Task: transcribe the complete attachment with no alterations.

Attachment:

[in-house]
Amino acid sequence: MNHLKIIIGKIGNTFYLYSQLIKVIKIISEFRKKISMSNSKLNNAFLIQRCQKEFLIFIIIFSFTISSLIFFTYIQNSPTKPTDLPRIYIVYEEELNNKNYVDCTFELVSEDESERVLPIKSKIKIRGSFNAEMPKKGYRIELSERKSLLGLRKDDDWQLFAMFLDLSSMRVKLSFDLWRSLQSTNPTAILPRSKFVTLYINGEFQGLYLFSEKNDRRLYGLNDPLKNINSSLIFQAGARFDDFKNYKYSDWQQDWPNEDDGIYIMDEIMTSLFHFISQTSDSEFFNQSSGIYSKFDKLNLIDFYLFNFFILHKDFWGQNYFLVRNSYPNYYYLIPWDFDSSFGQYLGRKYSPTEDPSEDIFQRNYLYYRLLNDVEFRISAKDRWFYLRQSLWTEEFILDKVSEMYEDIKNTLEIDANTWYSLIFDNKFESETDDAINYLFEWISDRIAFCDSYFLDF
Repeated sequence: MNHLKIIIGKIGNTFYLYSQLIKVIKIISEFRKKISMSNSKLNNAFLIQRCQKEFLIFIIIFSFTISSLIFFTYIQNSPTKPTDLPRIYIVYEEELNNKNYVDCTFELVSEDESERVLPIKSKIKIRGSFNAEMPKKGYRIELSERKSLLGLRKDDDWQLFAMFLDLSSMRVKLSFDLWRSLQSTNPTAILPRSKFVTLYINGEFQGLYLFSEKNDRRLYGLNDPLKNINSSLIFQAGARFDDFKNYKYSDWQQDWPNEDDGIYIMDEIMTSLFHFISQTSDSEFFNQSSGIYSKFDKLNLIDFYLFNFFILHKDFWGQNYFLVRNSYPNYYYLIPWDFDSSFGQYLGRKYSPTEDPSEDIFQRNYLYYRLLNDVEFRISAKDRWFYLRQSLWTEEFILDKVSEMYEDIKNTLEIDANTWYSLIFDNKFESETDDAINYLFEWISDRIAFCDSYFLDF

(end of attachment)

[in-house]
Amino acid sequence: MNHLKIIIGKIGNTFYLYSQLIKVIKIISEFRKKISMSNSKLNNAFLIQRCQKEFLIFIIIFSFTISSLIFFTYIQNSPTKPTDLPRIYIVYEEELNNKNYVDCTFELVSEDESERVLPIKSKIKIRGSFNAEMPKKGYRIELSERKSLLGLRKDDDWQLFAMFLDLSSMRVKLSFDLWRSLQSTNPTAILPRSKFVTLYINGEFQGLYLFSEKNDRRLYGLNDPLKNINSSLIFQAGARFDDFKNYKYSDWQQDWPNEDDGIYIMDEIMTSLFHFISQTSDSEFFNQSSGIYSKFDKLNLIDFYLFNFFILHKDFWGQNYFLVRNSYPNYYYLIPWDFDSSFGQYLGRKYSPTEDPSEDIFQRNYLYYRLLNDVEFRISAKDRWFYLRQSLWTEEFILDKVSEMYEDIKNTLEIDANTWYSLIFDNKFESETDDAINYLFEWISDRIAFCDSYFLDF
Repeated sequence: MNHLKIIIGKIGNTFYLYSQLIKVIKIISEFRKKISMSNSKLNNAFLIQRCQKEFLIFIIIFSFTISSLIFFTYIQNSPTKPTDLPRIYIVYEEELNNKNYVDCTFELVSEDESERVLPIKSKIKIRGSFNAEMPKKGYRIELSERKSLLGLRKDDDWQLFAMFLDLSSMRVKLSFDLWRSLQSTNPTAILPRSKFVTLYINGEFQGLYLFSEKNDRRLYGLNDPLKNINSSLIFQAGARFDDFKNYKYSDWQQDWPNEDDGIYIMDEIMTSLFHFISQTSDSEFFNQSSGIYSKFDKLNLIDFYLFNFFILHKDFWGQNYFLVRNSYPNYYYLIPWDFDSSFGQYLGRKYSPTEDPSEDIFQRNYLYYRLLNDVEFRISAKDRWFYLRQSLWTEEFILDKVSEMYEDIKNTLEIDANTWYSLIFDNKFESETDDAINYLFEWISDRIAFCDSYFLDF